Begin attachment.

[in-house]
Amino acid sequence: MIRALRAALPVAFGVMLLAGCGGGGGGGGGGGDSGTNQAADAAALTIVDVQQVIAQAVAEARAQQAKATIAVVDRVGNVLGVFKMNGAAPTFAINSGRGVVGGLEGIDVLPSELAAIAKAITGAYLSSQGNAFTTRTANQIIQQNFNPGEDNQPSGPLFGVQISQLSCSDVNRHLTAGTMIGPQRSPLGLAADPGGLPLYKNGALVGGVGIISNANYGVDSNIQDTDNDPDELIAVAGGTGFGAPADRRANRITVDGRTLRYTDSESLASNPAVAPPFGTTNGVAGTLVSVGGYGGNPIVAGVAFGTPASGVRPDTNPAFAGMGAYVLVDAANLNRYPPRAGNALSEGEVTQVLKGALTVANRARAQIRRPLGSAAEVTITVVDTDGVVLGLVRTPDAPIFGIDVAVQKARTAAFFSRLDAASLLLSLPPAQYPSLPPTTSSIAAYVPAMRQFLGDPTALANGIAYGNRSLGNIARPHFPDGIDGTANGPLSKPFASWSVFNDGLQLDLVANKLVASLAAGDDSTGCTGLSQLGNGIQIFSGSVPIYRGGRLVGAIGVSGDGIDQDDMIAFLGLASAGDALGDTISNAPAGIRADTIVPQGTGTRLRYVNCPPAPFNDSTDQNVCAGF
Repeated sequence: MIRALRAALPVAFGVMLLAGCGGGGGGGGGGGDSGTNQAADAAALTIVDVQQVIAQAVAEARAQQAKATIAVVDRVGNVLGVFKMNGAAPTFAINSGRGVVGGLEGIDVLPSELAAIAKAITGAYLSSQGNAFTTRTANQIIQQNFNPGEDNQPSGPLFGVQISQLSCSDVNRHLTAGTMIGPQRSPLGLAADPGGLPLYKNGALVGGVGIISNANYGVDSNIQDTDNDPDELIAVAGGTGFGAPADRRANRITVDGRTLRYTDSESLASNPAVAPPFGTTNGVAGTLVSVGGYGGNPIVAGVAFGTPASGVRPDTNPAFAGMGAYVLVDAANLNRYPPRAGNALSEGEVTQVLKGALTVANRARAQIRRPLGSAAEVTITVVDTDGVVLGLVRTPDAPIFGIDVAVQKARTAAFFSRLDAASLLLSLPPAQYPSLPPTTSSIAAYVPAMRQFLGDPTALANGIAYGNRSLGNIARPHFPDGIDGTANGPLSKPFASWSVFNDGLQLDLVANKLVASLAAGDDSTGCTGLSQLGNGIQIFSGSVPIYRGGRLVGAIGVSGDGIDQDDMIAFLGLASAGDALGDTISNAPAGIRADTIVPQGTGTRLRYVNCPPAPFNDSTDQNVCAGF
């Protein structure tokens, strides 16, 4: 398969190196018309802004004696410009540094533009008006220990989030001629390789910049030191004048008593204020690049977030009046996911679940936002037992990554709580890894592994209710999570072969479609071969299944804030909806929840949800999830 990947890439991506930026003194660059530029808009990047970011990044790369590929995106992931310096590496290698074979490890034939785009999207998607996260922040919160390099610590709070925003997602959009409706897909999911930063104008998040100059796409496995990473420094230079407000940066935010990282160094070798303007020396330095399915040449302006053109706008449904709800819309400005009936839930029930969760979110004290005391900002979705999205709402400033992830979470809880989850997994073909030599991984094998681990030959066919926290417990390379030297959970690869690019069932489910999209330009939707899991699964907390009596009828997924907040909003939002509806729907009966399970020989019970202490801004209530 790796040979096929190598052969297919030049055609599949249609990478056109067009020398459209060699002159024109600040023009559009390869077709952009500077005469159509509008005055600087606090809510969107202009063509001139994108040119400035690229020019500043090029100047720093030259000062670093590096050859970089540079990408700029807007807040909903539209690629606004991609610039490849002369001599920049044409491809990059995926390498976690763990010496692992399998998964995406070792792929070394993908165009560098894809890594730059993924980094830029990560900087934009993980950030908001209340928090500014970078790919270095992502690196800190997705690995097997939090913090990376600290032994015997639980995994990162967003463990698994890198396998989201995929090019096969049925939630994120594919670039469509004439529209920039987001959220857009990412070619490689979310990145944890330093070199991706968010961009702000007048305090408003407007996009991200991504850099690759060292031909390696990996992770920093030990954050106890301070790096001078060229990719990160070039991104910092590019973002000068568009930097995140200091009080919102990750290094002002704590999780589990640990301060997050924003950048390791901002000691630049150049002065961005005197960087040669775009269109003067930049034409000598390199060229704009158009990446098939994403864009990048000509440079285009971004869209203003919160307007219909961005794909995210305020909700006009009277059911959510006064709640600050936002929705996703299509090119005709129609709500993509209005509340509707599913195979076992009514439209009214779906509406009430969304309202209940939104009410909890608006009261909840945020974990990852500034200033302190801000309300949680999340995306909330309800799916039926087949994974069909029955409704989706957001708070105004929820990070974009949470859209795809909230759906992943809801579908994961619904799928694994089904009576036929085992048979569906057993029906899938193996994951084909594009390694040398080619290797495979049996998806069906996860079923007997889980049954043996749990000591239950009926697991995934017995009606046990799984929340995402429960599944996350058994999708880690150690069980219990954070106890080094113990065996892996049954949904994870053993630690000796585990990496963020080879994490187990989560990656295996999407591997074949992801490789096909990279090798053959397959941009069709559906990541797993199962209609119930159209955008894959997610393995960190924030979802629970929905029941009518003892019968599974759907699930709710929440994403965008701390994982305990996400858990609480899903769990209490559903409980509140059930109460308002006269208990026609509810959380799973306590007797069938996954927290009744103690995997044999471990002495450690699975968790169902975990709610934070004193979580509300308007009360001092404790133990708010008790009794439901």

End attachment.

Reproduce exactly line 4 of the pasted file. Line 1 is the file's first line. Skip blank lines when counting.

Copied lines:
């Protein structure tokens, strides 16, 4: 398969190196018309802004004696410009540094533009008006220990989030001629390789910049030191004048008593204020690049977030009046996911679940936002037992990554709580890894592994209710999570072969479609071969299944804030909806929840949800999830 990947890439991506930026003194660059530029808009990047970011990044790369590929995106992931310096590496290698074979490890034939785009999207998607996260922040919160390099610590709070925003997602959009409706897909999911930063104008998040100059796409496995990473420094230079407000940066935010990282160094070798303007020396330095399915040449302006053109706008449904709800819309400005009936839930029930969760979110004290005391900002979705999205709402400033992830979470809880989850997994073909030599991984094998681990030959066919926290417990390379030297959970690869690019069932489910999209330009939707899991699964907390009596009828997924907040909003939002509806729907009966399970020989019970202490801004209530 790796040979096929190598052969297919030049055609599949249609990478056109067009020398459209060699002159024109600040023009559009390869077709952009500077005469159509509008005055600087606090809510969107202009063509001139994108040119400035690229020019500043090029100047720093030259000062670093590096050859970089540079990408700029807007807040909903539209690629606004991609610039490849002369001599920049044409491809990059995926390498976690763990010496692992399998998964995406070792792929070394993908165009560098894809890594730059993924980094830029990560900087934009993980950030908001209340928090500014970078790919270095992502690196800190997705690995097997939090913090990376600290032994015997639980995994990162967003463990698994890198396998989201995929090019096969049925939630994120594919670039469509004439529209920039987001959220857009990412070619490689979310990145944890330093070199991706968010961009702000007048305090408003407007996009991200991504850099690759060292031909390696990996992770920093030990954050106890301070790096001078060229990719990160070039991104910092590019973002000068568009930097995140200091009080919102990750290094002002704590999780589990640990301060997050924003950048390791901002000691630049150049002065961005005197960087040669775009269109003067930049034409000598390199060229704009158009990446098939994403864009990048000509440079285009971004869209203003919160307007219909961005794909995210305020909700006009009277059911959510006064709640600050936002929705996703299509090119005709129609709500993509209005509340509707599913195979076992009514439209009214779906509406009430969304309202209940939104009410909890608006009261909840945020974990990852500034200033302190801000309300949680999340995306909330309800799916039926087949994974069909029955409704989706957001708070105004929820990070974009949470859209795809909230759906992943809801579908994961619904799928694994089904009576036929085992048979569906057993029906899938193996994951084909594009390694040398080619290797495979049996998806069906996860079923007997889980049954043996749990000591239950009926697991995934017995009606046990799984929340995402429960599944996350058994999708880690150690069980219990954070106890080094113990065996892996049954949904994870053993630690000796585990990496963020080879994490187990989560990656295996999407591997074949992801490789096909990279090798053959397959941009069709559906990541797993199962209609119930159209955008894959997610393995960190924030979802629970929905029941009518003892019968599974759907699930709710929440994403965008701390994982305990996400858990609480899903769990209490559903409980509140059930109460308002006269208990026609509810959380799973306590007797069938996954927290009744103690995997044999471990002495450690699975968790169902975990709610934070004193979580509300308007009360001092404790133990708010008790009794439901």